Back to Homepage

Case 291 - Discussion

Uploaded: 2009-06-23, Updated: 2009-07-02

 

 

Iron stain

Reticulin stain

Trichrome stain

Trichrome stain

 

Trichrome stain

 

   

Usual Interstitial Pneumonia

(Idiopathic Pulmonary Fibrosis/Cryptogenic Fibrosing Alveolitis)

The Key Features

  • §Unknown causes, need to rule out any known causes.

  • Short duration, 2-3 years.

  • Gross: cobblestone, patchy, subpleural and paraseptal.

  • Micro: patchy, dense collagen scar, myofibroblasts or smooth muscle proliferation, and honeycombing. Secondary vascular changes: intimal fibrosis and medial thickening.

  • Definition

    • Diffuse, bilateral interstitial lung disease

    • Often distributed along subpleural and paraseptal regions

    • Characteristic patchy, heterogeneous fibrosis with dense fibrotic scars and scattered fibroblastic foci at the edges, remodeling of the lung and microscopic honeycombing.

    • As an idiopathic clinicopathologic syndrome, UIP = IPF.

    • Histologically, IPF = UIP of unknown causes (excluded drug toxicity, environmental exposures, and collagen vascular diseases

  • Clinical Features

    • Incidence, 7.4 - 10.7 / 100,000

    • Often 50 - 70 years of age, ~ 2/3 > 60 years

    • Etiology: unknown

      • No association with geographic distribution, race or ethnicity.

      • No clear evidence of smoking or viral exposure.

      • Rare familial cases reported.

    • Symptoms: insidious onset of breathlessness with exertion and a nonproductive cough. Occasionally weight loss, fever, fatigue, myalgias, or arthralgias

  • Physical examination

    • Mostly tachypneic with rapid shallow breaths.

    • Bibasilar, late inspiratory, fine crackles.

    • Clubbing in 40 – 75% of patients, often a late finding.

    • Cardiac examination usually normal initially, but later stage with findings of pulmonary hypertension and cor pulmonale.

    • PFT: restriction and impairment of gas exchange. Reduced lung volumes (TLC, FRC, and RV) and compliance. Reduced DLCO.

  • Image Studies

    • CXR:

      • Typically bilateral, symmetric, irregular linear opacities in a reticular pattern.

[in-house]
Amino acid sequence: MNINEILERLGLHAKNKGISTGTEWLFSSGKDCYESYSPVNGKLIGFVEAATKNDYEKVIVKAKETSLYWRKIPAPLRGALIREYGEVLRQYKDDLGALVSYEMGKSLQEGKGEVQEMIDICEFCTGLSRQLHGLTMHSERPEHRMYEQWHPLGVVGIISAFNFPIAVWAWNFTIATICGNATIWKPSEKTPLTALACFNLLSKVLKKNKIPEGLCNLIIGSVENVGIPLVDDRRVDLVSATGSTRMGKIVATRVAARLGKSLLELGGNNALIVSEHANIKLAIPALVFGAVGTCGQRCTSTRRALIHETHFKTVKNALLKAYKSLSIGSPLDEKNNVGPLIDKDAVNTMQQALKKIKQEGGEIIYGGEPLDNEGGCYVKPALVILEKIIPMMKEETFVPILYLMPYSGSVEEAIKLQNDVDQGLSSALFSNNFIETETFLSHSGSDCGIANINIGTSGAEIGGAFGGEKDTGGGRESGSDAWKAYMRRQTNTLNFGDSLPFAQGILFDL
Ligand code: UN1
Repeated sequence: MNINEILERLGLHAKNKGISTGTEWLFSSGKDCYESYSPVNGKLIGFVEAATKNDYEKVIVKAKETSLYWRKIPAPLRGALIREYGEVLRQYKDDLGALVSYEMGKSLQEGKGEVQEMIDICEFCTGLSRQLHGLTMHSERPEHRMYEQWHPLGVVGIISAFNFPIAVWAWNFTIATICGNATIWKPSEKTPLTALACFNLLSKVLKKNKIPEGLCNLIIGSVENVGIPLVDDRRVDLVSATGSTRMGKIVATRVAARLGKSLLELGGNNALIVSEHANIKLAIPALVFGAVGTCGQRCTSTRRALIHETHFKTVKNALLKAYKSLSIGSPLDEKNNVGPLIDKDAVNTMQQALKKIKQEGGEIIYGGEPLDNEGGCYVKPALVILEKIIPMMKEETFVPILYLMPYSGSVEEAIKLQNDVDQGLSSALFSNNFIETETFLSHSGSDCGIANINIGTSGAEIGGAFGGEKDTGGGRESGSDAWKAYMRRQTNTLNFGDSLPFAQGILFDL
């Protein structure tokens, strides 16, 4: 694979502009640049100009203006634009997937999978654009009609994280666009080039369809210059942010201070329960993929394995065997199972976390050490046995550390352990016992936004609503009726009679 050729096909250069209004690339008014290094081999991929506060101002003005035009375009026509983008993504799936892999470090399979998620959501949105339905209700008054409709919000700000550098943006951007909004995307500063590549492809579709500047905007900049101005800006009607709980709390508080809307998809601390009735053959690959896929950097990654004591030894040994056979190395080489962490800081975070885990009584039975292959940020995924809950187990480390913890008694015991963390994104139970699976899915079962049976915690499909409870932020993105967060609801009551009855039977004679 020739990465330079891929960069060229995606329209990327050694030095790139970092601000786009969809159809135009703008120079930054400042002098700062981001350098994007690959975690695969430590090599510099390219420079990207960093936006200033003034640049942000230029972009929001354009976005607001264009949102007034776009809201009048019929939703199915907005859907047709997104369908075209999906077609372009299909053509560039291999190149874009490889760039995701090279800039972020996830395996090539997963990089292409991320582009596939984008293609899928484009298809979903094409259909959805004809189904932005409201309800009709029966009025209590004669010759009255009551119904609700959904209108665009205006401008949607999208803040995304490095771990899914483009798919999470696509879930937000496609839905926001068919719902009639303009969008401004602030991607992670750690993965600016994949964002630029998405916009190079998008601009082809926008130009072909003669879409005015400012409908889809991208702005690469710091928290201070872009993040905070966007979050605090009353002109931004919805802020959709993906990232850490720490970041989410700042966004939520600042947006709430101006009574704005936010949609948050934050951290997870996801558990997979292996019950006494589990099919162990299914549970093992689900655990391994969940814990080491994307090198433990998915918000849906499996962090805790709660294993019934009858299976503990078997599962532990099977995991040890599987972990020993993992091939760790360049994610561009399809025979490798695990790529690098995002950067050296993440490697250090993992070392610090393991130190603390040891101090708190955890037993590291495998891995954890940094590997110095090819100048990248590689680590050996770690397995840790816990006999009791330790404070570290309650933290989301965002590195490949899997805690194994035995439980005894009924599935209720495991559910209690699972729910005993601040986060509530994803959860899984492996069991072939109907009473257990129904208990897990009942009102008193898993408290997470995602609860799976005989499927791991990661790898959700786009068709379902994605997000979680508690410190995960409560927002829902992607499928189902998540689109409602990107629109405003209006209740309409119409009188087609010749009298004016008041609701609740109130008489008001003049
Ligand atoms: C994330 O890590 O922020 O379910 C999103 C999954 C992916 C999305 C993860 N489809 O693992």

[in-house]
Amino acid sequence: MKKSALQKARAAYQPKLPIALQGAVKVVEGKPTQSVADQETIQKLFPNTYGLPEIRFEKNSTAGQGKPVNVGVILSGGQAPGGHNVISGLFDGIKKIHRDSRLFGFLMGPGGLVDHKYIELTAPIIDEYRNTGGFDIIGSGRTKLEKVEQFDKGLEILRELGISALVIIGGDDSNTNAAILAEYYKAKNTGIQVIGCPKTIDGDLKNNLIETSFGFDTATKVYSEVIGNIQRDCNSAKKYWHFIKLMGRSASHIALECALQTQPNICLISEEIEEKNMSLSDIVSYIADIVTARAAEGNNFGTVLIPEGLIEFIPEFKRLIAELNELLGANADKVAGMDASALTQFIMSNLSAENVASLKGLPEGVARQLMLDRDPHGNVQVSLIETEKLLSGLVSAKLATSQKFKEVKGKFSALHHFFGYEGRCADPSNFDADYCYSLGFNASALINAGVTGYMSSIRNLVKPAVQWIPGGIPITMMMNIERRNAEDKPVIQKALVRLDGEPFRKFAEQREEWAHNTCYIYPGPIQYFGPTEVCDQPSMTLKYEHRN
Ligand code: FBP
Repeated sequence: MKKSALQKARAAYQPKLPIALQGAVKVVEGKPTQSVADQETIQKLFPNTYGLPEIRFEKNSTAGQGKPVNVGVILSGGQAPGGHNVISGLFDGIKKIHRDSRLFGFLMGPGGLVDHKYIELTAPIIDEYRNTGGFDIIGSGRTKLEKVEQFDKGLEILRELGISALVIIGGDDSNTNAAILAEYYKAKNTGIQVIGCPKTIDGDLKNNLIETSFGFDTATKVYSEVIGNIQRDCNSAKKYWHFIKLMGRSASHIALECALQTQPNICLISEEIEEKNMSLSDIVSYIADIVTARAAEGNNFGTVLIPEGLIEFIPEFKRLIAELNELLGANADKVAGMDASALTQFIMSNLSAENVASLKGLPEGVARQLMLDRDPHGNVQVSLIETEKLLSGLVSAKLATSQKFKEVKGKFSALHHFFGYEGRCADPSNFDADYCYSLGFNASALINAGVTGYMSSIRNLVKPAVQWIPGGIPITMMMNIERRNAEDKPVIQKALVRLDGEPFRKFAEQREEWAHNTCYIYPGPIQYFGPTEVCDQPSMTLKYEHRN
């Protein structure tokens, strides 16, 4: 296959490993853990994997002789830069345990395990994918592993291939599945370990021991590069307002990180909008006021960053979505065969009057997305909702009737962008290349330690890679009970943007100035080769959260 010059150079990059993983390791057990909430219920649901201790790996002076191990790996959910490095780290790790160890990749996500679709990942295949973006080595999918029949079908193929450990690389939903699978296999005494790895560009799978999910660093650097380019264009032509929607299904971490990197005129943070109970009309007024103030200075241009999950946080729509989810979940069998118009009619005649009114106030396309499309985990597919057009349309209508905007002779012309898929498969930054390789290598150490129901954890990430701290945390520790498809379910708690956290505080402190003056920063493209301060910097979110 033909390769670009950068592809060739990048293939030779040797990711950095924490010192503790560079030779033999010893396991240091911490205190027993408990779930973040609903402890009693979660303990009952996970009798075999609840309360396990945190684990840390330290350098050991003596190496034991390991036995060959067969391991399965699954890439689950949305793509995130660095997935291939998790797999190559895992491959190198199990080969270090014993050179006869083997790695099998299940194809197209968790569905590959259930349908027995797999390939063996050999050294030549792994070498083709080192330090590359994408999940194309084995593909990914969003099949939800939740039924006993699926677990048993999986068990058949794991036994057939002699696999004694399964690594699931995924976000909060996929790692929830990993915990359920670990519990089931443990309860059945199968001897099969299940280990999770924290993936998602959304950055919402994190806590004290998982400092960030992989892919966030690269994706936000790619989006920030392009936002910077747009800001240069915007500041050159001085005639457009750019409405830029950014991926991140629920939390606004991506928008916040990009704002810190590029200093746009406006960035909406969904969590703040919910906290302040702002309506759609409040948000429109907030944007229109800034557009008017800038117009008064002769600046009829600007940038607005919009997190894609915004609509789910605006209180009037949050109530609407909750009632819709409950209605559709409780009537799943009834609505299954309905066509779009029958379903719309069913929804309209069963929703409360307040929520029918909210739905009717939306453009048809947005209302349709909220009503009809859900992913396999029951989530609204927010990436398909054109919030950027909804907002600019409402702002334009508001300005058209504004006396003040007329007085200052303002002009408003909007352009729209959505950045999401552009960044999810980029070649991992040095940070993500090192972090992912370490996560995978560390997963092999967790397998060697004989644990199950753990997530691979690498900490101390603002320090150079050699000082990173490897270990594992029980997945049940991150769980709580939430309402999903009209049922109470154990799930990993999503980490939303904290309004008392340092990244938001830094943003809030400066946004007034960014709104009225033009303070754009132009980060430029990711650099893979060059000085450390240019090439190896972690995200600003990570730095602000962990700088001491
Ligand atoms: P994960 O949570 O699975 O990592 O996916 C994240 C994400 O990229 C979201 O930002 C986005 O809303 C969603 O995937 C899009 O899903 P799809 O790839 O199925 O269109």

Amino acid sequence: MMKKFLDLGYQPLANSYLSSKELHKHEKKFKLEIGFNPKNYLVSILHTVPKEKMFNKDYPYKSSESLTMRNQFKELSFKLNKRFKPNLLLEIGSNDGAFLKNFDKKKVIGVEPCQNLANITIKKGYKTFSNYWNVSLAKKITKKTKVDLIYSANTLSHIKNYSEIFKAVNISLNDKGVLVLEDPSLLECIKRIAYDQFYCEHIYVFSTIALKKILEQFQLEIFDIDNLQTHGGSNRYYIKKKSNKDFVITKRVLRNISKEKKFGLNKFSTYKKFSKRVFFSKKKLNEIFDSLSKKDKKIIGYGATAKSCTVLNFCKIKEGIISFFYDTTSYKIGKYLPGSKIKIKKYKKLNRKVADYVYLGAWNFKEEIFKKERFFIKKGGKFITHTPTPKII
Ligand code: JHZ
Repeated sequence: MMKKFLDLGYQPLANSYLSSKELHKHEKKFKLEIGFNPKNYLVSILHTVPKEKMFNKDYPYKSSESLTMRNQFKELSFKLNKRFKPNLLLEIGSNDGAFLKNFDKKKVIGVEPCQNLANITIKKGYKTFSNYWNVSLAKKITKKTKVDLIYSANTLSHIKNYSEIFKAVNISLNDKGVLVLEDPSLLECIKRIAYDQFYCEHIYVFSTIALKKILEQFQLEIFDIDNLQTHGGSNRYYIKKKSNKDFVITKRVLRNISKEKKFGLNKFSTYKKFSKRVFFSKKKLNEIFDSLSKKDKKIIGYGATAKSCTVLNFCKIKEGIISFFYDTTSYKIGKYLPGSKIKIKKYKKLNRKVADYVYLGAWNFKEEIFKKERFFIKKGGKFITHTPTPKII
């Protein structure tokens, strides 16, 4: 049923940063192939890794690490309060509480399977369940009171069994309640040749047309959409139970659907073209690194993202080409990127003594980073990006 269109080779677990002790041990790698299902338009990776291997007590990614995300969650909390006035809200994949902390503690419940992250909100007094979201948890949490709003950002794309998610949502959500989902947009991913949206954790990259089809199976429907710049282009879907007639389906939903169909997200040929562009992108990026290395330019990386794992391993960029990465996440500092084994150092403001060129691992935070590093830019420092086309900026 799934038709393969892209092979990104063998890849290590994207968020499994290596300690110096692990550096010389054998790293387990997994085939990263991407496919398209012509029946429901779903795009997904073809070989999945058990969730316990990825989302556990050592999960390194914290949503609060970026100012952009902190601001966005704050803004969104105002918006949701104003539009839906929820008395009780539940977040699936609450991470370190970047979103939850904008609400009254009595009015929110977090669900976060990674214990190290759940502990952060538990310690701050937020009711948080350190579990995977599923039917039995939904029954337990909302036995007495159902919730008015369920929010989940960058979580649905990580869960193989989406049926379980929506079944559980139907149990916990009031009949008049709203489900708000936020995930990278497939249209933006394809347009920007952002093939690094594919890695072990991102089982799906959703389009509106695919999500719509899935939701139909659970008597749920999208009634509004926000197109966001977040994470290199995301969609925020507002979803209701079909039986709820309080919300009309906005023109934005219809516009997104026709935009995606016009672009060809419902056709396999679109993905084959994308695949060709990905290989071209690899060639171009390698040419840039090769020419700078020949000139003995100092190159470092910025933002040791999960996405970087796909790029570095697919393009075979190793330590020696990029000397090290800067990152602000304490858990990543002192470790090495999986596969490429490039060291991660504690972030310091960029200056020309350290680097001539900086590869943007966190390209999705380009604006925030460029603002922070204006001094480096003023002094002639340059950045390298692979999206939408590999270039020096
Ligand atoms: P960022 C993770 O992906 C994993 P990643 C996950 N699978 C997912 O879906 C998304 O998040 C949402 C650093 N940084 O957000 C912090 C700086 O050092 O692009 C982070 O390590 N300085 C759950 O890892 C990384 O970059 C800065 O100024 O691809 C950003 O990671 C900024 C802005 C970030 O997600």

• Ground-glass opacities, honeycombing, and decreased lung volumes.

      • Diffuse but mainly the lower lobe in 80% cases.

    • CT: Characteristic irregular lines (reticular pattern) and honeycombing involving mainly the subpleural lung regions.

  • Gross Findings

    • Overall lung size, usually small.

    • Cobblestone appearance of pleural surface due to retraction of scars along the interlobular septa.

    • Cut surface

      • Typically diffuse fibrosis with lower lobe predominance.

      • Distinctive distribution in the subpleural regions and along the interlobular septa.

      • Fibrosis: patchy, mixed with relatively normal lung; firm, rubbery, white connective tissue, honeycomb cystic changes.

  • Histological Features

    • Hallmark: patchy interstitial fibrosis, subpleural and/or paraseptal, alternating with areas of normal lung.

    • Two major types of fibrosis: 1) dense scarring and honeycombing, rich in collagen; 2) fibroblastic foci, contains myofibroblasts or smooth muscle proliferation, when severe “muscular cirrhosis of the lung”.

    • Secondary vascular changes: intimal fibrosis and medial thickening.

    • Lung carcinomas of all histological types develop in 13-31% IPF.

 

CLASSIFICATION OF THE DIFFUSE PARENCHYMAL LUNG DISEASES

Drug-Induced Lung Disease
Environmental and Occupational Exposures 
    Pneumoconiosis
    Hypersensitivity pneumonitis
Idiopathic Interstitial Pneumonias
    Idiopathic pulmonary fibrosis/usual interstitial pneumonia
    Nonspecific interstitial pneumonia
    Cryptogenic organizing pneumonia (idiopathic bronchiolitis obliterans organizing pneumonia)     
    Acute interstitial pneumonia
    Respiratory bronchiolitis-interstitial lung disease
    Desquamative interstitial pneumonia
    Lymphocytic interstitial pneumonia
Diffuse Alveolar Damage
Collagen Vascular Disease and Inflammatory Bowel Disease
Primary or Unclassified
    Sarcoidosis
    Langerhans’ cell histiocytosis (histiocytosis X)
    Lymphangioleiomyomatosis
    Eosinophilic pneumonia
    Pulmonary alveolar proteinosis
    Diffuse alveolar hemorrhage
    Pulmonary aspiration 
    Alveolar microlithiasis
    Pulmonary vasculitis

REFERENCES

  • AFIP, Non-Neoplastic Disorders of the Lower Respiratory Tract, series 4;